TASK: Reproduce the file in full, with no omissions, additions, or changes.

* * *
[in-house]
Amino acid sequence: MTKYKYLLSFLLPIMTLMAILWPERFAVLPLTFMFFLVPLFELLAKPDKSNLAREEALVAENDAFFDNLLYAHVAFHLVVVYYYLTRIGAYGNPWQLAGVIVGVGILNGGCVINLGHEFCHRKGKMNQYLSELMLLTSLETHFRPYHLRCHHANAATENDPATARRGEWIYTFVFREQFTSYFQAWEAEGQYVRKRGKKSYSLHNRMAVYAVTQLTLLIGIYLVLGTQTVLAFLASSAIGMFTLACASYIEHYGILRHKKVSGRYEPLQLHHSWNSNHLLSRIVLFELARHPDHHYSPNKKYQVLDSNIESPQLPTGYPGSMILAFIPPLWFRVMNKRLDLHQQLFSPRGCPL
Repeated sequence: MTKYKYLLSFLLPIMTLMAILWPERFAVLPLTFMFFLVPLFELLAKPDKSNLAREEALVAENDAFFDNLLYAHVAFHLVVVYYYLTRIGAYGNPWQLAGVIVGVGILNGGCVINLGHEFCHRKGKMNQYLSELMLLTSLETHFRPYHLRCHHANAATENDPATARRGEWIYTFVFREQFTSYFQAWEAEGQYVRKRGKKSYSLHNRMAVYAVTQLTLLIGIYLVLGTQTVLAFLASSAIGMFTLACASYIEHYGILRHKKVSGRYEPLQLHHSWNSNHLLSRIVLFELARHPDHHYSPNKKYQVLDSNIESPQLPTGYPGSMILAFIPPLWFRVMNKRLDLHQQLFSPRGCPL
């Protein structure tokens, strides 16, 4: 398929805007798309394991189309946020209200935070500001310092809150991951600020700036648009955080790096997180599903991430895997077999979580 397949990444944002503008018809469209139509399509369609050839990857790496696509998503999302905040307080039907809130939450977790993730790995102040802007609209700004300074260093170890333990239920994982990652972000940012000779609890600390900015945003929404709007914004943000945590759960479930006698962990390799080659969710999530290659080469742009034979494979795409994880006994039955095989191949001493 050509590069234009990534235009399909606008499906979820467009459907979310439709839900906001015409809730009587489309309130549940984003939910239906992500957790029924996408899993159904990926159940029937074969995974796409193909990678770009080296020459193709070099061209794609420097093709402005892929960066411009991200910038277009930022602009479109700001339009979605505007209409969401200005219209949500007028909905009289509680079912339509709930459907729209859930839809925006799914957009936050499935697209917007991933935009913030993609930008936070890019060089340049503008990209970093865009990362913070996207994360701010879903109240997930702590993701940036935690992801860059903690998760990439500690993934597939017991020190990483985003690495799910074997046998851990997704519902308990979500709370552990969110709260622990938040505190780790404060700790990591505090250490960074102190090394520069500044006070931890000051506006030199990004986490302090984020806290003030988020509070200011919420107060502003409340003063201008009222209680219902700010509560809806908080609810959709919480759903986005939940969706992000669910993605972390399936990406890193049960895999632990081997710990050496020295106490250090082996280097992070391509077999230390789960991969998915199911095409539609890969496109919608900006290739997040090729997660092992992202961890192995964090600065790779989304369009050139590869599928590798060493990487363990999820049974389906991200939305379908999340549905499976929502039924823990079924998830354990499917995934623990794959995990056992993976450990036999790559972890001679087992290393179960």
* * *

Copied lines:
[in-house]
Amino acid sequence: MTKYKYLLSFLLPIMTLMAILWPERFAVLPLTFMFFLVPLFELLAKPDKSNLAREEALVAENDAFFDNLLYAHVAFHLVVVYYYLTRIGAYGNPWQLAGVIVGVGILNGGCVINLGHEFCHRKGKMNQYLSELMLLTSLETHFRPYHLRCHHANAATENDPATARRGEWIYTFVFREQFTSYFQAWEAEGQYVRKRGKKSYSLHNRMAVYAVTQLTLLIGIYLVLGTQTVLAFLASSAIGMFTLACASYIEHYGILRHKKVSGRYEPLQLHHSWNSNHLLSRIVLFELARHPDHHYSPNKKYQVLDSNIESPQLPTGYPGSMILAFIPPLWFRVMNKRLDLHQQLFSPRGCPL
Repeated sequence: MTKYKYLLSFLLPIMTLMAILWPERFAVLPLTFMFFLVPLFELLAKPDKSNLAREEALVAENDAFFDNLLYAHVAFHLVVVYYYLTRIGAYGNPWQLAGVIVGVGILNGGCVINLGHEFCHRKGKMNQYLSELMLLTSLETHFRPYHLRCHHANAATENDPATARRGEWIYTFVFREQFTSYFQAWEAEGQYVRKRGKKSYSLHNRMAVYAVTQLTLLIGIYLVLGTQTVLAFLASSAIGMFTLACASYIEHYGILRHKKVSGRYEPLQLHHSWNSNHLLSRIVLFELARHPDHHYSPNKKYQVLDSNIESPQLPTGYPGSMILAFIPPLWFRVMNKRLDLHQQLFSPRGCPL
């Protein structure tokens, strides 16, 4: 398929805007798309394991189309946020209200935070500001310092809150991951600020700036648009955080790096997180599903991430895997077999979580 397949990444944002503008018809469209139509399509369609050839990857790496696509998503999302905040307080039907809130939450977790993730790995102040802007609209700004300074260093170890333990239920994982990652972000940012000779609890600390900015945003929404709007914004943000945590759960479930006698962990390799080659969710999530290659080469742009034979494979795409994880006994039955095989191949001493 050509590069234009990534235009399909606008499906979820467009459907979310439709839900906001015409809730009587489309309130549940984003939910239906992500957790029924996408899993159904990926159940029937074969995974796409193909990678770009080296020459193709070099061209794609420097093709402005892929960066411009991200910038277009930022602009479109700001339009979605505007209409969401200005219209949500007028909905009289509680079912339509709930459907729209859930839809925006799914957009936050499935697209917007991933935009913030993609930008936070890019060089340049503008990209970093865009990362913070996207994360701010879903109240997930702590993701940036935690992801860059903690998760990439500690993934597939017991020190990483985003690495799910074997046998851990997704519902308990979500709370552990969110709260622990938040505190780790404060700790990591505090250490960074102190090394520069500044006070931890000051506006030199990004986490302090984020806290003030988020509070200011919420107060502003409340003063201008009222209680219902700010509560809806908080609810959709919480759903986005939940969706992000669910993605972390399936990406890193049960895999632990081997710990050496020295106490250090082996280097992070391509077999230390789960991969998915199911095409539609890969496109919608900006290739997040090729997660092992992202961890192995964090600065790779989304369009050139590869599928590798060493990487363990999820049974389906991200939305379908999340549905499976929502039924823990079924998830354990499917995934623990794959995990056992993976450990036999790559972890001679087992290393179960």